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Economy

Microsoft Buys Nokia Mobile Business For $7.2 Billion

THE NEW YORK TIMES, BBC, REUTERS

Worldcrunch

SEATTLE — Microsoft has announced plans to purchase Nokia’s mobile phone business for $7.2 billion, a move by Microsoft to catch up to competitors Samsung and Apple on the mobile business. Nokia shares jumped by 45% on news of the deal.

According to the BBC, the purchase is set to be completed in early 2014 when about 32,000 Nokia employees will then transfer to Microsoft. Nokia, based in Finland, will also license its patents and mapping services to the American company.

The New York Times reported that former Microsoft executive Stephen Elop, who was running Nokia until the deal was signed, will rejoin Microsoft after the transaction closes. He is regarded as a potential successor for Microsoft CEO Steven A. Ballmer, who plans to retire from the company within a year.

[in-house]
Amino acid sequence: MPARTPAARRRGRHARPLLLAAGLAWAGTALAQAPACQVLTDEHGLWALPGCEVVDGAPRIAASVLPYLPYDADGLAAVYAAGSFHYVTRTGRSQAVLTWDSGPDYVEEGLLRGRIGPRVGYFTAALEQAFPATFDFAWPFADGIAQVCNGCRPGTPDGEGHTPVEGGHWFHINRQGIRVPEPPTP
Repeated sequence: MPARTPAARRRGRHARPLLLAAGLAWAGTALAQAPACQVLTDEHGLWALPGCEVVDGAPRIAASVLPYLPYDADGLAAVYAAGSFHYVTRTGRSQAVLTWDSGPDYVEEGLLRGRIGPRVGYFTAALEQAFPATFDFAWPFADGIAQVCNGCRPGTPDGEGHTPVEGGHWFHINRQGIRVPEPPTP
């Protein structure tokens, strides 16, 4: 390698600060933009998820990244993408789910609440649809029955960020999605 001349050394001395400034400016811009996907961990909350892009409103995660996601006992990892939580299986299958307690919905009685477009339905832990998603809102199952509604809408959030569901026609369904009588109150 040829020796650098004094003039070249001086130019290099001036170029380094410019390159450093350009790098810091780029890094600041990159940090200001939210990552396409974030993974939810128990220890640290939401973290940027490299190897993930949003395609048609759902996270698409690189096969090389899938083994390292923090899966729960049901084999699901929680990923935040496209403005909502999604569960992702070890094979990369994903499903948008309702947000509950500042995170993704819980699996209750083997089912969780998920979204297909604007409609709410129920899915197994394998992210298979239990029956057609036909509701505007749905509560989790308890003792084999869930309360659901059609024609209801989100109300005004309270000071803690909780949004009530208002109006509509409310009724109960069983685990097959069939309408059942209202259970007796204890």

In three years under Elop, Nokia saw its market share collapse and its share price shrivel as investors bet heavily that his strategy would fail, according to Reuters.

Microsoft CEO Steven A. Ballmer, set to retire within a year - Photo: Hayne Palmour IV - U-T San Diego/ZUMA

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Geopolitics

How Ukraine Keeps Getting The West To Flip On Arms Supplies

The open debate on weapon deliveries to Ukraine is highly unusual, but Kyiv has figured out how to use the public moral suasion — and patience — to repeatedly shift the question in its favor. But will it work now for fighter jets?

Photo of a sunset over the USS Nimitz with a man guiding fighter jets ready for takeoff

U.S fighter jets ready for takeoff on the USS Nimitz

Pierre Haski

-Analysis-

PARIS — In what other war have arms deliveries been negotiated so openly in the public sphere?

On Monday, a journalist asked Joe Biden if he plans on supplying F-16 fighter jets to Ukraine. He answered “No”. A few hours later, the same question was asked to Emmanuel Macron, about French fighter jets. Macron did not rule it out.

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Visiting Paris on Tuesday, Ukrainian Defense Minister Oleksïï Reznikov recalled that a year ago, the United States had refused him ground-air Stinger missiles deliveries. Eleven months later, Washington is delivering heavy tanks, in addition to everything else. The 'no' of yesterday is the green light of tomorrow: this is the lesson that the very pragmatic minister seemed to learn.

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